For many gamers, and for members of the Headset Buddy team, there was a time in their lives when the phrase “Nintendo” basically stood for all video games in general. For many, the phrase “Is that a new Nintendo?” still refers to the entire world of gaming. While there are more and, arguably, better game systems at this point in 2013, Nintendo is a company inextricably linked to the history and fundamental role of gaming. Its position is equivalent to, say, Ford in the car industry.
So it gives a little thrill every time Nintendo actually does release a new gaming system (or console). We’ve all been living with the Wii for years now, but Nintendo’s latest breakthrough takes that system’s setup one step further. The Nintendo Wii U, the successor to the Wii, was released late in 2012. So it’s still new to the market. Its placement is historic – the first of the eighth generation of video game home consoles to hit the market.
The specs: this is the first console from Nintendo that supports high-definition graphics. The Wii U has 2 gigabytes (GB) of RAM, and it is capable of up to 1080p video output. These are also firsts for Nintendo. Currently the Wii U comes in two versions – the white “Basic” and “Deluxe/Premium” in black. The Premium model comes with four times (32 GB) as much RAM as the Basic. If you’re willing to shell out the few more bucks for the Deluxe, the package is enriched with a charging dock, console stands and a “pack-in game” (aka a video game that is packaged with the purchase!).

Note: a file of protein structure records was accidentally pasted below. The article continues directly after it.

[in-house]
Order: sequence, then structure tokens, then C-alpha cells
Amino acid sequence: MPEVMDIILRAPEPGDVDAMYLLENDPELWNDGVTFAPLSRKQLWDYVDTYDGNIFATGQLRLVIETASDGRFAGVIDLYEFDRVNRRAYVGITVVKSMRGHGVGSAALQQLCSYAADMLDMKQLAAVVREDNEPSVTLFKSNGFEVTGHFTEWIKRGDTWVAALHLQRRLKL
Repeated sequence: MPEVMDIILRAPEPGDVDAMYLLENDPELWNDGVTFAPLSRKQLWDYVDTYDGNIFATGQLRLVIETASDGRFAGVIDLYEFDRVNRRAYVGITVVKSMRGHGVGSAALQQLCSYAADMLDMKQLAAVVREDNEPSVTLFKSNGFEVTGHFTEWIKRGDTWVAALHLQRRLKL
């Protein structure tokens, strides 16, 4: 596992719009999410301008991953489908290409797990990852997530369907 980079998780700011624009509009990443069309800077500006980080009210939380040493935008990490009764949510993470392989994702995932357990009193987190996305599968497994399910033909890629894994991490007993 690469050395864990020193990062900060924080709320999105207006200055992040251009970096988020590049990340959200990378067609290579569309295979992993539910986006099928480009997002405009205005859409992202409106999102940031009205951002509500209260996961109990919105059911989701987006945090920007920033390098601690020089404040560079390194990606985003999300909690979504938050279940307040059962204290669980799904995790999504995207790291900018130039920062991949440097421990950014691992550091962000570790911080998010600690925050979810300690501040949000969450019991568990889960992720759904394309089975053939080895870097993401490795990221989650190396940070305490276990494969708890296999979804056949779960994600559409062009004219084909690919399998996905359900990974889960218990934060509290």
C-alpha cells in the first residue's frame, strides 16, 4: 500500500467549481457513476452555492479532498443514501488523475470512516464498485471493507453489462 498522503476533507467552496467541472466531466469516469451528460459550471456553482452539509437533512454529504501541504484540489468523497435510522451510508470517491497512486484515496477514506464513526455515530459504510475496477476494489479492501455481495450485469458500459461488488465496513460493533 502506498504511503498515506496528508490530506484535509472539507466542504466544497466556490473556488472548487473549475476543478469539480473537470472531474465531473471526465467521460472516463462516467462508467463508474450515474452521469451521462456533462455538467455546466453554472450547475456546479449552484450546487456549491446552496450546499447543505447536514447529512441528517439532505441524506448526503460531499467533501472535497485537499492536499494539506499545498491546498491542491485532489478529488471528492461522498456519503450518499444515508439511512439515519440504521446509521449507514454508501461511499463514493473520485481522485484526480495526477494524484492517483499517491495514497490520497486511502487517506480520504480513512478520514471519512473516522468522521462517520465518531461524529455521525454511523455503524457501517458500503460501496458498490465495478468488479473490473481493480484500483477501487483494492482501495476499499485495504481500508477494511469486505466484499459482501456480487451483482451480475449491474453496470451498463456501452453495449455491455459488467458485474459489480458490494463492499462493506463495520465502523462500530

The Wii U is played with a special GamePad controller that has a touchscreen interface embedded into it. This GamePad can hook up with the television and even display game play when the television is turned off. It is also “backwards-compatible” with the original Wii, and several now-classic Wii games can be played with the Wii U.
Although there isn’t enough marketing information yet available on the Wii U to make a concrete view of consumer playing patterns, it is inevitable that headsets will be used in combination with the Wii U’s online gaming capabilities. This is a great opportunity for Headset Buddy to get closer to the new Nintendo console. As it’s the main competition for Microsoft’s Xbox One and the Playstation 4 from Sony – and both have headset capabilities – it’s nice for Headset Buddy to see connections to all sides of the gaming spectrum with the new eight generation of video game home consoles.
The launch of the Wii U also brought 29 new video games into being with it. These include a new Mario game (always the front runner on new Nintendo consoles), New Super Mario Bros. U, the aptly general Nintendo Land and a new Lego franchise game Lego City Undercover. After the early releases, these titles followed: Batman: Arkham City Armored Edition, Darksiders II, Assassin’s Creed III, Mass Effect 3, Ninja Gaiden 3: Razor’s Edge, Scribblenauts Unlimited, Madden NFL 13, and Just Dance 4.
The Wii U may not be the next revolutionary game console, owing to its symbiotic relationship with the already-established Wii, but it’s a signal of a new generation to come. Video game innovation will continue, and Headset Buddy is happy to follow the story wherever it takes us (and the world).